There is nothing like the kind of book that reels you in within the first few chapters. The best ones can do that instantly with just a word or sentence. You know the book. You just can’t put it down.
I did not understood the pull of the Harry Potter series until I began reading them to my daughter. Boy was I hooked! The details and characterizations were enthralling. My husband would have to stop me each night, otherwise I would continue reading well past her bedtime.
Can a leadership book do this? Can a “self-help” book really be so engaging that you just can’t put it down? The answer is yes and it happened to me recently. Two books captured my attention and time melted away.
First, a book with a very unique name: Fish Rot from the Head Down by Gretchen Fierle volumes I and II stole my attention in May. Each book contains bite sized morsels to help you reflect on different components of leadership. Each “chapter” has discussion questions to assist the reader to begin the journey toward possible changes and solutions. (I put chapter in quotes because each chapter is only page). They are not tomes with big words and highfalutin management speak – they are quick, impactful lessons about leadership from Gretchen’s experience and research.
Moving on to June, I tore through an advance copy of Scott Miller’s new book, Management Mess to Leadership Success (released on June 18, 2019). Scott is an Executive Vice President with Franklin Covey and hosts their weekly OnLeadership Webcast. The book includes 30 daily challenges centered on a story from his life. Each story is very relatable and based on a tenant of Franklin Covey culture. His candor was very refreshing. Much like Gretchen, he was open about his failures as much as his successes. The book was engaging because he didn’t try to sound like he had all the answers or was perfect at his craft, just that he tried something, reflected on it and learned from the experience.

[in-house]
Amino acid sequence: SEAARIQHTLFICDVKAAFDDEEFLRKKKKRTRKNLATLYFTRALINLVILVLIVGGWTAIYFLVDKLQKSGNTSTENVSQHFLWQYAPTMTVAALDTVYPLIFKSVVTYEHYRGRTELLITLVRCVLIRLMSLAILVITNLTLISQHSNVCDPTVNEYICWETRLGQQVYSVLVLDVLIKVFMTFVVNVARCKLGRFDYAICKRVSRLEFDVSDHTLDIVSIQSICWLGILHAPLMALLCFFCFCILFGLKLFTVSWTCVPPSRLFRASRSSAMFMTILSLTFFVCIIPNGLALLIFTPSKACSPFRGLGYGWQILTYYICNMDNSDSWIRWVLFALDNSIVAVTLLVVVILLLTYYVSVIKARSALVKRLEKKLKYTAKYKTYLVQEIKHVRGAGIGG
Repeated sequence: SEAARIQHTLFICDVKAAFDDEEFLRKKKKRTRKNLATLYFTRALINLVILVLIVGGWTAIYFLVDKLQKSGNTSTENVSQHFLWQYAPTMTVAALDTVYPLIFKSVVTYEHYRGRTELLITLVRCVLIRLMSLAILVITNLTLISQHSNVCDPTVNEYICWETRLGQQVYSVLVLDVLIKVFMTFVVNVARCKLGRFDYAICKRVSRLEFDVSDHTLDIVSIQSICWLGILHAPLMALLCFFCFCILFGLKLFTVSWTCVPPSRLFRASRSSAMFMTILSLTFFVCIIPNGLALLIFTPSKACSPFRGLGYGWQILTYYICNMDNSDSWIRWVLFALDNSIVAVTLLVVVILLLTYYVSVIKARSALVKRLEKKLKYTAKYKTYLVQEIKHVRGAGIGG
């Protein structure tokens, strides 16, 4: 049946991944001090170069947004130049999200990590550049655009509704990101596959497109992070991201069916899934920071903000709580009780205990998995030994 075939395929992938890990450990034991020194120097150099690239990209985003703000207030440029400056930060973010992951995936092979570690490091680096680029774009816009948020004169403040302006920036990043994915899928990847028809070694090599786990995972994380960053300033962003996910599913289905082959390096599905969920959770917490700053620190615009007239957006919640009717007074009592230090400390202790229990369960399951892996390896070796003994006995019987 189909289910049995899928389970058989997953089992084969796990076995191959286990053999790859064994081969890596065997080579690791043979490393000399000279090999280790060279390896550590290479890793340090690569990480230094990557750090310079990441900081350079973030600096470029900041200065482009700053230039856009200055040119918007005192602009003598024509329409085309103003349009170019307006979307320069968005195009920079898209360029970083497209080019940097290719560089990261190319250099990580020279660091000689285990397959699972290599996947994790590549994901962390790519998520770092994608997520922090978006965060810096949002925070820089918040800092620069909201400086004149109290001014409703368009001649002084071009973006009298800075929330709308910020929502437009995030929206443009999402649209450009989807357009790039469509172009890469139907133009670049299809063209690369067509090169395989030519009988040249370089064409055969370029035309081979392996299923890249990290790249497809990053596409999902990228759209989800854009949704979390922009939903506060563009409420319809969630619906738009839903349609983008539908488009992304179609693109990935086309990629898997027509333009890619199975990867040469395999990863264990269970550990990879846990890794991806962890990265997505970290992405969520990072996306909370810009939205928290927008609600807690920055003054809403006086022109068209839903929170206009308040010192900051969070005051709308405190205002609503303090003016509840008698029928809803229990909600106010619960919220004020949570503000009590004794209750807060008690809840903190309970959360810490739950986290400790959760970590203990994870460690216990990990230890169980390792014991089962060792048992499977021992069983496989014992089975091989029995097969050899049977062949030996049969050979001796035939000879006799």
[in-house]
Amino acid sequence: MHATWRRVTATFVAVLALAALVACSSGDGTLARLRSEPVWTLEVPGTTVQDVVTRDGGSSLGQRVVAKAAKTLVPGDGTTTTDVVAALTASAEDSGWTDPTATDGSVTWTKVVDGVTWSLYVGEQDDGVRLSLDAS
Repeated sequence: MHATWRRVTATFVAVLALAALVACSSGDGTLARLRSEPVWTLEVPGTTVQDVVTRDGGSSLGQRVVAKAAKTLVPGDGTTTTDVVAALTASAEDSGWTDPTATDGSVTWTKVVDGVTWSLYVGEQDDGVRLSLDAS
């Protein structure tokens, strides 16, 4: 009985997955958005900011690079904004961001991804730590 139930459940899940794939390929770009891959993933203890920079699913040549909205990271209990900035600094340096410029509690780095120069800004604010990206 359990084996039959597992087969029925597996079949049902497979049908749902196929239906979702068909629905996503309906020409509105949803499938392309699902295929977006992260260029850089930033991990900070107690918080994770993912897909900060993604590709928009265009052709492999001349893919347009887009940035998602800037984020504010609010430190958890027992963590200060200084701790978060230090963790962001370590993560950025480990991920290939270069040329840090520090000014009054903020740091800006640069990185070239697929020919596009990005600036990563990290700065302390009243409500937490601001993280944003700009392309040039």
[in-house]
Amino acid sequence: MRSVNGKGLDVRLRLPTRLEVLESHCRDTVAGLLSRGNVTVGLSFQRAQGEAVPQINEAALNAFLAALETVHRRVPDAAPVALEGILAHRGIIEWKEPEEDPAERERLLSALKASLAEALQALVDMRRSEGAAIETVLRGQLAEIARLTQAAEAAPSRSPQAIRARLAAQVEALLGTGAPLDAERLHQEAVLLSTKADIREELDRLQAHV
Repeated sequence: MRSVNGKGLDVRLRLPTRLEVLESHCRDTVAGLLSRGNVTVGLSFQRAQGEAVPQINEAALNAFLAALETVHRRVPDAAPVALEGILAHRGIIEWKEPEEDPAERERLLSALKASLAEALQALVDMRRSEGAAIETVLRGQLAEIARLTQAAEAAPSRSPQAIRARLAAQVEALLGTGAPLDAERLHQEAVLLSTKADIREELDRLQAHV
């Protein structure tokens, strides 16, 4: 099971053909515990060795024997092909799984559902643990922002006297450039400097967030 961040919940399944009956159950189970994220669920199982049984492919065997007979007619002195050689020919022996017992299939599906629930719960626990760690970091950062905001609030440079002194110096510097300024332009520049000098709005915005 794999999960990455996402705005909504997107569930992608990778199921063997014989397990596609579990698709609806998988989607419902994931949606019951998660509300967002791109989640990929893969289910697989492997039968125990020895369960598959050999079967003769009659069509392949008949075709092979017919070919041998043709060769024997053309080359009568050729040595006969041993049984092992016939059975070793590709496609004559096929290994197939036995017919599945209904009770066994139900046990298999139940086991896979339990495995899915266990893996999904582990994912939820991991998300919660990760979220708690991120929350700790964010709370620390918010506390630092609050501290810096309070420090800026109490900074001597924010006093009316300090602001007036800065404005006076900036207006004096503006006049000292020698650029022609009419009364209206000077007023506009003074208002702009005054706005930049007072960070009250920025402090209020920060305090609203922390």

You can tackle each challenge in order or jump around, your choice. If you prefer to focus on a specific set of topics, the challenges are grouped into three parts: Lead Yourself, Lead Others, and Get Results. I enjoyed the relaxed nature of the book and appreciated the additional resources he shared throughout to promote further exploration and learning.
I plan to use both Scott and Gretchen's books as quick “reading assignments” and discussion starters with my colleagues, professionals’ group, and Lean-in Circle. They are both leadership treasures.
So, what’s on your book list this summer? I’m looking for my next “can’t put it down” book.
Photo by Alice Hampson on Unsplash